Former Google CEO also refuses to pause AI research over Chinese competition | The USA Print

ChatGPT is not the enemy learn to take advantage of it

The debate on whether to continue research to further develop artificial intelligence (AI) or whether, on the contrary, it is prudent to pause in the face of the uncertainties generated by this new technology is still more lively than ever. A new authoritative voice has emerged this week to position itself against the pause that hundreds of other experts and businessmen requested by letter. This is the former CEO of Google, Eric Schmidt, who justifies his position in the competition with China. In his opinion, stopping the investigation would give the Asian giant too much of an advantage.

In an interview at the Australian Financial Review last Friday, Schmidt assured that concerns about the speed of research in AI were understandable and legitimate, but also argued that it is the technology companies themselves that must solve these craps by working together and “setting standards”.

“I am in favor of getting everyone together as soon as possible to discuss what the proper limits of AI should be”

In response to the letter favorable to the pause, Schmidt insists that stopping the investigation now, even if only for 6 months as the signatories requested, “would simply benefit China.” “What I am in favor of is getting everyone together as soon as possible to discuss what the appropriate limits should be,” said the former CEO of Alphabet, Google’s parent company.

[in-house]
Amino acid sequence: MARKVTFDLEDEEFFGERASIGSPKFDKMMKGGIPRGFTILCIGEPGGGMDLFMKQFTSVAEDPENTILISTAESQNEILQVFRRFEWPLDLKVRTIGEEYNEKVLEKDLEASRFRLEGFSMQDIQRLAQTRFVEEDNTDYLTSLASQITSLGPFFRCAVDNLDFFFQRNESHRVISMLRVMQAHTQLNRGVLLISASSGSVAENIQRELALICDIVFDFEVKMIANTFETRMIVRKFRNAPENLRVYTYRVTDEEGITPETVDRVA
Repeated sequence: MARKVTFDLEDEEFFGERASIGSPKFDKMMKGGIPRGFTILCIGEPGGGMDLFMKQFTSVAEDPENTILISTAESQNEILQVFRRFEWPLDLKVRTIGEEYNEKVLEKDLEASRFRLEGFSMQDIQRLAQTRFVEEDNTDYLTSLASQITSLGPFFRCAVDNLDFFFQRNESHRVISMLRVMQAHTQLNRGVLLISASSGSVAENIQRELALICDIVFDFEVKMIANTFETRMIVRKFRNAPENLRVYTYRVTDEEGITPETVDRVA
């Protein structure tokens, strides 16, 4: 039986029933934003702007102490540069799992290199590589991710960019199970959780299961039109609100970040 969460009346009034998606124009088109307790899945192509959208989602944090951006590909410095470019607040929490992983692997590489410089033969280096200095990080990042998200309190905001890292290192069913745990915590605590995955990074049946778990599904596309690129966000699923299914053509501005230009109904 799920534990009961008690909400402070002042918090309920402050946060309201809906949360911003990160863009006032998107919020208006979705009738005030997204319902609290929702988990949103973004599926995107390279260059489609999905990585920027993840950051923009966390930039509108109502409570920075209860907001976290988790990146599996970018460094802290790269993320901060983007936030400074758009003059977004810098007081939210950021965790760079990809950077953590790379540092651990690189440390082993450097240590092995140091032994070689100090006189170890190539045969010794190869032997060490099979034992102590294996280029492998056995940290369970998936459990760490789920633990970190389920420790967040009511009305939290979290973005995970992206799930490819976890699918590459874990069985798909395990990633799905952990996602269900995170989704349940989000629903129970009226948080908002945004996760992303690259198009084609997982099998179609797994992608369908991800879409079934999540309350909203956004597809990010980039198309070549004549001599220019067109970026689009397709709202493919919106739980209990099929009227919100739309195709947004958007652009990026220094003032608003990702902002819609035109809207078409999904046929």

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Schmidt is just one of the voices that has reacted lately against the letter signed by, among others, the businessman Elon Musk. In fact, one of the most authoritative was that of Bill Gates, co-founder of Microsoft, who indicated this week that calls to stop the development of artificial intelligence “will not solve the challenges that lie ahead as a species.”


Eric Schmidt, former CEO of Google


“I don’t think that asking a specific group to take a break will solve the problems,” said the American billionaire. It should be remembered that Microsoft has tried to overcome its competitors -especially Google’s hegemony in the field of online browsing- through multi-million dollar investments in OpenAI, the owner of ChatGPT. Gates detailed these and other arguments in an article last Sunday in The vanguard.

The letter that sparked the whole debate was published last week by the Future of Life Institute and, under the heading Pause in giant AI experimentsis blunt in his analysis: “AI systems with intelligence competitive with humans can pose profound risks to society and humanity, as numerous investigations show and the main AI laboratories recognize.”

The more than 1,200 signatories, among whom are Musk but also Steve Wozniak, co-founder of Apple, or intellectuals such as Stuart Russell or Yuval Noah Harari, ask a series of questions: “Should we let machines flood our information channels with propaganda and falsehoods? Should we automate all jobs, including successful ones? Should we develop non-human minds that will eventually outnumber, out-intelligence, out-date, and replace us? Should we risk losing control of our civilization?

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On banning TikTok

In another order of things, Schmidt also referred in the same interview to the Australian medium to the reaction of several Western governments to ban TikTok, a Chinese-owned social network.

Specifically, he indicated that he was not in favor of the bans, but added that the West must move faster to keep up with research at the level of the Chinese. “China is very smart, they know what they are doing. We have to act together,” she said.

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